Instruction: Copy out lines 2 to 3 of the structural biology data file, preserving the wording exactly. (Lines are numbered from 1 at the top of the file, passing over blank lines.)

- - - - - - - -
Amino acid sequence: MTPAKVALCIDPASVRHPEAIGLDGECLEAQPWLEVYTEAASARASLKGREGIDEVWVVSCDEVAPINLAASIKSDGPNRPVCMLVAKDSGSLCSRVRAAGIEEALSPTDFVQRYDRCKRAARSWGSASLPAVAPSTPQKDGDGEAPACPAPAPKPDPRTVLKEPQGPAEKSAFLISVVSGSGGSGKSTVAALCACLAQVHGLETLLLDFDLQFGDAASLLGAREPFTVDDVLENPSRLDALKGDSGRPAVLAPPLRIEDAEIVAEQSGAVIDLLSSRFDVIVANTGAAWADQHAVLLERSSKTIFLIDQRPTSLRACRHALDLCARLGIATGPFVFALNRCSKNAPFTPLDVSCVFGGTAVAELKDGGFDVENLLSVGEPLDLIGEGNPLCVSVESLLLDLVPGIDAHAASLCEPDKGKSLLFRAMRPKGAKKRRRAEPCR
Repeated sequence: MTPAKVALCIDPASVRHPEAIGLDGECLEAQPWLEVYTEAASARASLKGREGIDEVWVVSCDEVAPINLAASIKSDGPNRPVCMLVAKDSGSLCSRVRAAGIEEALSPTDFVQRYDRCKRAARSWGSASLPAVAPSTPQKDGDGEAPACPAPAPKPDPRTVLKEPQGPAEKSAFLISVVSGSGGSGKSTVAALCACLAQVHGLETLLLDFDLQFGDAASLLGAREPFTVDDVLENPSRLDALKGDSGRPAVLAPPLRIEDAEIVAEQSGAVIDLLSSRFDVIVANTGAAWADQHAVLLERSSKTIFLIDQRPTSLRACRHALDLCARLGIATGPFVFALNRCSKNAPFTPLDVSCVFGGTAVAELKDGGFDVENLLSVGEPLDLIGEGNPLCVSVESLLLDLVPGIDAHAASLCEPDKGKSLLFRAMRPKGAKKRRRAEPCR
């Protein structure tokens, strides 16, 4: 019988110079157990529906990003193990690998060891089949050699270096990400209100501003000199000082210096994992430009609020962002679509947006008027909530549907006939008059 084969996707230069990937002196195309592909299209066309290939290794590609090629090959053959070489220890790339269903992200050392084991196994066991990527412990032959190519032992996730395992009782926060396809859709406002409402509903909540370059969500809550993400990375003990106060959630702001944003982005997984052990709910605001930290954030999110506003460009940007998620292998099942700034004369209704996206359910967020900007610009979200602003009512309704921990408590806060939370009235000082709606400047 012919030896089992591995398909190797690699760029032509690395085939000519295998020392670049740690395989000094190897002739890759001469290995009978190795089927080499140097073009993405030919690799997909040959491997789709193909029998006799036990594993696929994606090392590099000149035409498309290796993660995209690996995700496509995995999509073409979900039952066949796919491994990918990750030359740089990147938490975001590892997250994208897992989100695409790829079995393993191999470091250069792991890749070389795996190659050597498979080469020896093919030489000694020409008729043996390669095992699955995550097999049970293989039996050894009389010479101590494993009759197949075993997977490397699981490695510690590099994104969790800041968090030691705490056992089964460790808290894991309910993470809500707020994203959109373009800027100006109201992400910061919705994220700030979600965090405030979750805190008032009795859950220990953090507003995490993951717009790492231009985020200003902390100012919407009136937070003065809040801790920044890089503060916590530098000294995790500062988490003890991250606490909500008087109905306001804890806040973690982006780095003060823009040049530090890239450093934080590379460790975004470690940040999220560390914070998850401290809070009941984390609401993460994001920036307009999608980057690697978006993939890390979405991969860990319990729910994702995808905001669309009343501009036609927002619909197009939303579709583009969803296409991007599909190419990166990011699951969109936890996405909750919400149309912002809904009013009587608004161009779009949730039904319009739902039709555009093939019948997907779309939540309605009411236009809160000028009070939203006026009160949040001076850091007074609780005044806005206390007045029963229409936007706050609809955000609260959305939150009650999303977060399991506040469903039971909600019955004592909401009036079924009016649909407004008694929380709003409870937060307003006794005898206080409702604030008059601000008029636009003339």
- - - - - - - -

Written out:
Repeated sequence: MTPAKVALCIDPASVRHPEAIGLDGECLEAQPWLEVYTEAASARASLKGREGIDEVWVVSCDEVAPINLAASIKSDGPNRPVCMLVAKDSGSLCSRVRAAGIEEALSPTDFVQRYDRCKRAARSWGSASLPAVAPSTPQKDGDGEAPACPAPAPKPDPRTVLKEPQGPAEKSAFLISVVSGSGGSGKSTVAALCACLAQVHGLETLLLDFDLQFGDAASLLGAREPFTVDDVLENPSRLDALKGDSGRPAVLAPPLRIEDAEIVAEQSGAVIDLLSSRFDVIVANTGAAWADQHAVLLERSSKTIFLIDQRPTSLRACRHALDLCARLGIATGPFVFALNRCSKNAPFTPLDVSCVFGGTAVAELKDGGFDVENLLSVGEPLDLIGEGNPLCVSVESLLLDLVPGIDAHAASLCEPDKGKSLLFRAMRPKGAKKRRRAEPCR
């Protein structure tokens, strides 16, 4: 019988110079157990529906990003193990690998060891089949050699270096990400209100501003000199000082210096994992430009609020962002679509947006008027909530549907006939008059 084969996707230069990937002196195309592909299209066309290939290794590609090629090959053959070489220890790339269903992200050392084991196994066991990527412990032959190519032992996730395992009782926060396809859709406002409402509903909540370059969500809550993400990375003990106060959630702001944003982005997984052990709910605001930290954030999110506003460009940007998620292998099942700034004369209704996206359910967020900007610009979200602003009512309704921990408590806060939370009235000082709606400047 012919030896089992591995398909190797690699760029032509690395085939000519295998020392670049740690395989000094190897002739890759001469290995009978190795089927080499140097073009993405030919690799997909040959491997789709193909029998006799036990594993696929994606090392590099000149035409498309290796993660995209690996995700496509995995999509073409979900039952066949796919491994990918990750030359740089990147938490975001590892997250994208897992989100695409790829079995393993191999470091250069792991890749070389795996190659050597498979080469020896093919030489000694020409008729043996390669095992699955995550097999049970293989039996050894009389010479101590494993009759197949075993997977490397699981490695510690590099994104969790800041968090030691705490056992089964460790808290894991309910993470809500707020994203959109373009800027100006109201992400910061919705994220700030979600965090405030979750805190008032009795859950220990953090507003995490993951717009790492231009985020200003902390100012919407009136937070003065809040801790920044890089503060916590530098000294995790500062988490003890991250606490909500008087109905306001804890806040973690982006780095003060823009040049530090890239450093934080590379460790975004470690940040999220560390914070998850401290809070009941984390609401993460994001920036307009999608980057690697978006993939890390979405991969860990319990729910994702995808905001669309009343501009036609927002619909197009939303579709583009969803296409991007599909190419990166990011699951969109936890996405909750919400149309912002809904009013009587608004161009779009949730039904319009739902039709555009093939019948997907779309939540309605009411236009809160000028009070939203006026009160949040001076850091007074609780005044806005206390007045029963229409936007706050609809955000609260959305939150009650999303977060399991506040469903039971909600019955004592909401009036079924009016649909407004008694929380709003409870937060307003006794005898206080409702604030008059601000008029636009003339």